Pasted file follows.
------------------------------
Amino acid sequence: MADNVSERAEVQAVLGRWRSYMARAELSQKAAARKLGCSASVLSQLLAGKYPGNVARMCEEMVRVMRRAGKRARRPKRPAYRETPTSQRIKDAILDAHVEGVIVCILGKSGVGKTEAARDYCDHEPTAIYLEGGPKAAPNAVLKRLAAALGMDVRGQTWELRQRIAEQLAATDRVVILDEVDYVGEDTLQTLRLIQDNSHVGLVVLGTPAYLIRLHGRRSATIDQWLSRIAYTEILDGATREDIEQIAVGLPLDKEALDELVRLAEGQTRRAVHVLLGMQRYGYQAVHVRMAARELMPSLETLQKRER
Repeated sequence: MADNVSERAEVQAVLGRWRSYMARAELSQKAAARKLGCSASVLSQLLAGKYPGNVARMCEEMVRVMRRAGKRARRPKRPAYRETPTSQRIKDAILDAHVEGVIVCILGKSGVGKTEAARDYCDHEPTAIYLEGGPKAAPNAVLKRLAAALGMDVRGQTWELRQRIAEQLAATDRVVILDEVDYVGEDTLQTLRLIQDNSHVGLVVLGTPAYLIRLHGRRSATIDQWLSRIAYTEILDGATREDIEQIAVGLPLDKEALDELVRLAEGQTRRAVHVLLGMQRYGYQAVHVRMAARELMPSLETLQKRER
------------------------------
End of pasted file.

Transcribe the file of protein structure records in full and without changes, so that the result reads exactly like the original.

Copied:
Amino acid sequence: MADNVSERAEVQAVLGRWRSYMARAELSQKAAARKLGCSASVLSQLLAGKYPGNVARMCEEMVRVMRRAGKRARRPKRPAYRETPTSQRIKDAILDAHVEGVIVCILGKSGVGKTEAARDYCDHEPTAIYLEGGPKAAPNAVLKRLAAALGMDVRGQTWELRQRIAEQLAATDRVVILDEVDYVGEDTLQTLRLIQDNSHVGLVVLGTPAYLIRLHGRRSATIDQWLSRIAYTEILDGATREDIEQIAVGLPLDKEALDELVRLAEGQTRRAVHVLLGMQRYGYQAVHVRMAARELMPSLETLQKRER
Repeated sequence: MADNVSERAEVQAVLGRWRSYMARAELSQKAAARKLGCSASVLSQLLAGKYPGNVARMCEEMVRVMRRAGKRARRPKRPAYRETPTSQRIKDAILDAHVEGVIVCILGKSGVGKTEAARDYCDHEPTAIYLEGGPKAAPNAVLKRLAAALGMDVRGQTWELRQRIAEQLAATDRVVILDEVDYVGEDTLQTLRLIQDNSHVGLVVLGTPAYLIRLHGRRSATIDQWLSRIAYTEILDGATREDIEQIAVGLPLDKEALDELVRLAEGQTRRAVHVLLGMQRYGYQAVHVRMAARELMPSLETLQKRER